In a state with a pronounced need for mental health services, the Huntsville Regional Medical Campus of the University of Alabama at Birmingham School of Medicine has opened a new psychiatric clinic to serve both adult and pediatric patients, located on the first floor of the Huntsville Medical Campus building.
"There is a critical need for additional mental health services in North Alabama, especially for traditionally underserved populations," said Roger Smalligan, M.D., the dean of the Huntsville campus.
The clinic will be staffed by Clinton Martin, MD, associate professor and regional chair of Psychiatry, and Janaki Nimmagadda, MD, associate professor. Both physicians are board-certified in child and adolescent psychiatry and general adult psychiatry. Martin focuses primarily on psychosis in adolescents, adult ADHD and major depression in adults. Nimmagadda focuses on childhood ADHD, adolescent mental health and mood disorders in transitional age youth between the ages of 16 and 24.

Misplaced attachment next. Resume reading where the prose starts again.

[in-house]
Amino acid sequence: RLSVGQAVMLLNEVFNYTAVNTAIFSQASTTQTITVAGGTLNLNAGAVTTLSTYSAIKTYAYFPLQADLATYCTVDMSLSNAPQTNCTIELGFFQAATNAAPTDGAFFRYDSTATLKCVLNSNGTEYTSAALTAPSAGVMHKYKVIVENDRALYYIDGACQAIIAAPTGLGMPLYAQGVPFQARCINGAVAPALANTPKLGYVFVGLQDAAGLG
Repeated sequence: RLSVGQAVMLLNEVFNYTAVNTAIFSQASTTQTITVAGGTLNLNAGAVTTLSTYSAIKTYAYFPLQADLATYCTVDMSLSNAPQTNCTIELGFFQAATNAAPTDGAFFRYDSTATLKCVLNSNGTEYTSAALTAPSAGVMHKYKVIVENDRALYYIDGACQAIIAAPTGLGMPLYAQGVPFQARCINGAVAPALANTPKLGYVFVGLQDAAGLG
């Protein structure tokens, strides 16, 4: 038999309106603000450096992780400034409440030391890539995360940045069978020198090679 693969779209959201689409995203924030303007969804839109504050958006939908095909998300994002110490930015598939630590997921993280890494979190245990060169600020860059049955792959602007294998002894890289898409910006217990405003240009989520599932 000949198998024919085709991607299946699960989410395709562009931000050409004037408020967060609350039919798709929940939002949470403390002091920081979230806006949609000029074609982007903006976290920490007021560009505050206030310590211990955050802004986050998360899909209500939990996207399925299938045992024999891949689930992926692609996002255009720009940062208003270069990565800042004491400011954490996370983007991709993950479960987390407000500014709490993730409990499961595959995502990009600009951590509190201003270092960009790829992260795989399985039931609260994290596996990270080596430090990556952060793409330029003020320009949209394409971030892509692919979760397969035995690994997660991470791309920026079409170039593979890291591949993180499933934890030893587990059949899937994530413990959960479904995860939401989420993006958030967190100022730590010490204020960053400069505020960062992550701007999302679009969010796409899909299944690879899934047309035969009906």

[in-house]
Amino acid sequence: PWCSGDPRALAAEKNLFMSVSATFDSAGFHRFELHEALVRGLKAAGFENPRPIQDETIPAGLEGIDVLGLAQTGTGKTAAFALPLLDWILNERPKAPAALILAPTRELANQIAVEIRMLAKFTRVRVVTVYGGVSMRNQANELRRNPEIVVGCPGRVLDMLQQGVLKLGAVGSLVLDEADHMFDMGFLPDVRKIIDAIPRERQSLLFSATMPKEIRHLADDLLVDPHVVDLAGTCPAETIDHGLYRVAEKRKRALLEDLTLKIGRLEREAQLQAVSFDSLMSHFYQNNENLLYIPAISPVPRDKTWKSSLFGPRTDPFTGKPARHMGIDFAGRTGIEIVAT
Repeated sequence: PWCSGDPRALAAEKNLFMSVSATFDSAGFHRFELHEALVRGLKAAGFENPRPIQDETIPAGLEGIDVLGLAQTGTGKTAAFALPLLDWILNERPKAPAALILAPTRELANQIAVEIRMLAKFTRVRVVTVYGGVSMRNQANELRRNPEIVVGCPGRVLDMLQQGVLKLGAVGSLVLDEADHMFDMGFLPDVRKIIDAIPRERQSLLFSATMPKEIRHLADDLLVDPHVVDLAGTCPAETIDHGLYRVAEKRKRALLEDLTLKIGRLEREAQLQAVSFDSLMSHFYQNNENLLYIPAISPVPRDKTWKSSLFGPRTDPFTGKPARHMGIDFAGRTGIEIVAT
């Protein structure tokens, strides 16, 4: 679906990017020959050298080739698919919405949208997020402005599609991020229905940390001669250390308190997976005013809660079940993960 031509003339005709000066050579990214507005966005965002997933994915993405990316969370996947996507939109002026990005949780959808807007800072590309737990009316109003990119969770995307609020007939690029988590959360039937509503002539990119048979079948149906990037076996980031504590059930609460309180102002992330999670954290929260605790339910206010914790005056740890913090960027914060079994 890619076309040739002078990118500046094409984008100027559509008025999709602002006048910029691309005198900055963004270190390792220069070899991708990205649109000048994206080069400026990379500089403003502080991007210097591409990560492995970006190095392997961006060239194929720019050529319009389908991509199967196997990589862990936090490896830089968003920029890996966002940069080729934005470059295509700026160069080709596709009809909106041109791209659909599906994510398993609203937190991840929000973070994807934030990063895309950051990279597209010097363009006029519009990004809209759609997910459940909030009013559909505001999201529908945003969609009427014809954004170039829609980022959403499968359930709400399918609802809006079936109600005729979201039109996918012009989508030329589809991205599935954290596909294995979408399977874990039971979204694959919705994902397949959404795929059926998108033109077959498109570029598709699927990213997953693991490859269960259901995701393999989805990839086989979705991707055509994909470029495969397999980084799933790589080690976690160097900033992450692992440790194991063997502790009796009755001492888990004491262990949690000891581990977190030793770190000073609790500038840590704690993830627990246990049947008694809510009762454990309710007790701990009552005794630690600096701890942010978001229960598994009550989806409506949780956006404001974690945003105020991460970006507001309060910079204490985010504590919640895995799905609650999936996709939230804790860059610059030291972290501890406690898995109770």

Nimmagadda and Martin came to UAB in 2011 to pursue their child psychiatry fellowship training following adult residency training at St. Elizabeths Hospital, Washington, D.C. They joined the faculty in 2013 and 2014, respectively, jointly running the child and family assessment clinic. In addition, Martin was the co-director of the First Episode Psychosis Clinic at Birmingham.
"Early identification and treatment are the keys to management of any psychiatric illness," Martin said. "There is an average of eight to 10 years' delay between the onset of symptoms and the beginning of treatment during these critical developmental years in the life of a child. Nearly two-thirds of children in need of mental health services receive very little or no treatment. Therefore, collaborating with community and school leaders who often serve as gate keepers to children's mental health is one of our first agendas."
"The teenage years are critical for mental, social and emotional well-being," Nimmagadda said. "Many psychiatric illnesses begin in adolescence and young adulthood, with almost half of all lifetime mental disorders starting by age 14. These psychiatric disorders could lead to considerable difficulty in a child's ability to perform daily roles. The unique thing about our clinic is that we do not discharge a patient from our clinic at age 18 to adult services, but will continue to provide support during their early adulthood years."